The city gained fame in the late 1950s and early ’60s for the Bakersfield Sound. The sub genre of country music—described as a mix of twangy guitars, drums, fiddle, and steel guitar—was a defiant reaction to the string orchestras and the polished sound of albums being recorded in Nashville during this time.
Oil is what drew people here at the turn of the century. It’s what kept the Okies here fleeing the Dust Bowl in the 1930s. And when they came—nearly doubling Kern County’s population—they brought their hillbilly music with them.
Displaced and impoverished, they sang around campfires in work camps. They held dances in Farm Security Administration settlements. They opened cheap beer joints—later called honky-tonks—whose house bands bean to play a different kind of country music: electric, danceable, swinging.
Music became the region’s second natural resource. Performers such as Lefty Fizzell, Wynn Stewart, and Ferlin Husky ignited a national buzz around Bakersfield.
Many musicians and entertainers were involved in making the Bakersfield Sound a global phenomenon, however none were more well-known than Country Music Hall of Fame members Buck Owens and Merle Haggard. Both artists cut their teeth at the bars and honkytonks around Bakersfield before gaining international prominence.
Owens would go on to have a extremely successful entertainment career, charting 21 number one hits including “Act Naturally” and “I’ve Got a Tiger By the Tail.” Owens also spent nearly 17 years co-hosting the popular country-themed variety TV show Hee-Haw.
Haggard, in trouble with the law in his early days, rose to fame with songs like “Okie From Muskogee” and “The Fightin Side of Me” among his 38 number one songs. Both artists have local streets named in their honor.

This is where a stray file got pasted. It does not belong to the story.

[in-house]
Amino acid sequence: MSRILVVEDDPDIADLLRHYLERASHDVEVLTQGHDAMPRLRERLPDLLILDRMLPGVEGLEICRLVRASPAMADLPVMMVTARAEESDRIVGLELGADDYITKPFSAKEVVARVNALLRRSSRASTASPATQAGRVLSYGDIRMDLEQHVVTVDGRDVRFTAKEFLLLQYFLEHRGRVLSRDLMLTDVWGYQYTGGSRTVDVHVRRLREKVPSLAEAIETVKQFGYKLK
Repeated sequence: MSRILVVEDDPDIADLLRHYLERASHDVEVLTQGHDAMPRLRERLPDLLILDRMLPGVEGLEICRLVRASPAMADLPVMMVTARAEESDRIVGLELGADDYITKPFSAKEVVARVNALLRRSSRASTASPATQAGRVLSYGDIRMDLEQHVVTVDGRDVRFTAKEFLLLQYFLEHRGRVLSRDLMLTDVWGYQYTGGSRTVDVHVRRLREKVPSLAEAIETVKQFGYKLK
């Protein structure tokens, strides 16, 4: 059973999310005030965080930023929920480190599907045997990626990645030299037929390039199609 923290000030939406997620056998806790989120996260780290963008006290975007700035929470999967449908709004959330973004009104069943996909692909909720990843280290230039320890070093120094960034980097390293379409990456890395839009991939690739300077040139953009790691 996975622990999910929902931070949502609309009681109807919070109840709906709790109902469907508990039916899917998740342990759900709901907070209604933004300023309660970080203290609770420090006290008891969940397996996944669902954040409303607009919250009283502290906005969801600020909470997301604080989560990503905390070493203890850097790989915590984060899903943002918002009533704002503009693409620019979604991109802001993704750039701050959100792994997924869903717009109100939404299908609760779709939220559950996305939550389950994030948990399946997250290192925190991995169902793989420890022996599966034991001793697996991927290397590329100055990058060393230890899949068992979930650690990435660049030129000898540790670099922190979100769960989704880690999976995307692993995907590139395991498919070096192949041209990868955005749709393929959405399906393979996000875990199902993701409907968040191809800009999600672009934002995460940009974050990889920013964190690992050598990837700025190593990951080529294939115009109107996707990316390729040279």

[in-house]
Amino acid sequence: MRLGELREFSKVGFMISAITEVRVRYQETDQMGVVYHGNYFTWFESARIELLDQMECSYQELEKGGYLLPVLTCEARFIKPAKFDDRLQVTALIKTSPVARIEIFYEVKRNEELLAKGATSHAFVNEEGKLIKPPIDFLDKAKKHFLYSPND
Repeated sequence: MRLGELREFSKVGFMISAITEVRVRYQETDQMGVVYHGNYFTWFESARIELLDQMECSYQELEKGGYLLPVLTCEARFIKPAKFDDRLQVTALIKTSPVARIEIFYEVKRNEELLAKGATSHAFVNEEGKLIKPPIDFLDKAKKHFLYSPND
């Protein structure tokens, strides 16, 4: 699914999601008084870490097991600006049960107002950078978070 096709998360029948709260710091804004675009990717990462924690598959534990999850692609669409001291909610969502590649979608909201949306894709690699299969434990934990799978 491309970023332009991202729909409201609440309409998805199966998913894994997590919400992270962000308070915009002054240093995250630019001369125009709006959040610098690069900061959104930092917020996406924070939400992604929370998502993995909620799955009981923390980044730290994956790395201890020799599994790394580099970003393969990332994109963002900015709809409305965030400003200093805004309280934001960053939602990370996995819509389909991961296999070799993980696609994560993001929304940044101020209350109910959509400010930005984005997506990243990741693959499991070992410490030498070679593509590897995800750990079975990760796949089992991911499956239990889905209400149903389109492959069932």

Perhaps the most popular artist aside from Owens to be influenced by the Bakersfield Sound is Dwight Yoakam. In 1988 Owens and Yoakam collaborated on “The Streets of Bakersfield,” a duet which became Yoakam’s first number one singles hit. Yoakam’s album, Dwight Sings Buck, is a tribute honoring the legacy of Owens and his lasting impact on country music.
Opened in 1996, Buck Owens’ Crystal Palace is a must see for visitors to Bakersfield. The all-in-one restaurant, museum, and music venue spotlights the rich history of the Bakersfield Sound and the career of Buck Owens. The Palace is home to countless items of memorabilia from Owens’ early days to his time as co-host of Hee-Haw and his final years as a living legend. Until his passing in 2006 Owens would perform each weekend to fans that came from across the globe to pay homage to the star.
Many of today’s biggest country stars interrupt world tours to play the intimate 550-seat venue. Visitors can experience live entertainment and dancing every Tuesday through Saturday night. The world famous Buckaroos entertain guests most Friday and Saturday evenings and occasionally are fronted by Buck’s son, Buddy Owens.
The Palace is regularly nominated for Nightclub of the Year by the Academy of Country Music. In 2005 country superstar Garth Brooks proposed to then country singer girlfriend Trisha Yearwood on the Palace stage.
For a comprehensive history of the Bakersfield Sound, a visit to the Kern County Museum is essential for visitors. The permanent exhibit is located inside the main museum building and features costumes, instruments, and memorabilia related to country music in Bakersfield.
Where to Stay: Bakersfield River Run RV Park, Orange Grove RV Park, Bakersfield RV Resort
Streets Of Bakersfield
I came here looking for something
I couldn’t find anywhere else
Hey, I’m not trying to be nobody
I just want a chance to be myself
I’ve spent a thousand miles a-thumbin’
Yes, I’ve worn blisters on my heels
Trying to find me something better
Here on the streets of Bakersfield
—lyrics by Dwight Yoakam; vocals by Buck Owens and Dwight Yoakam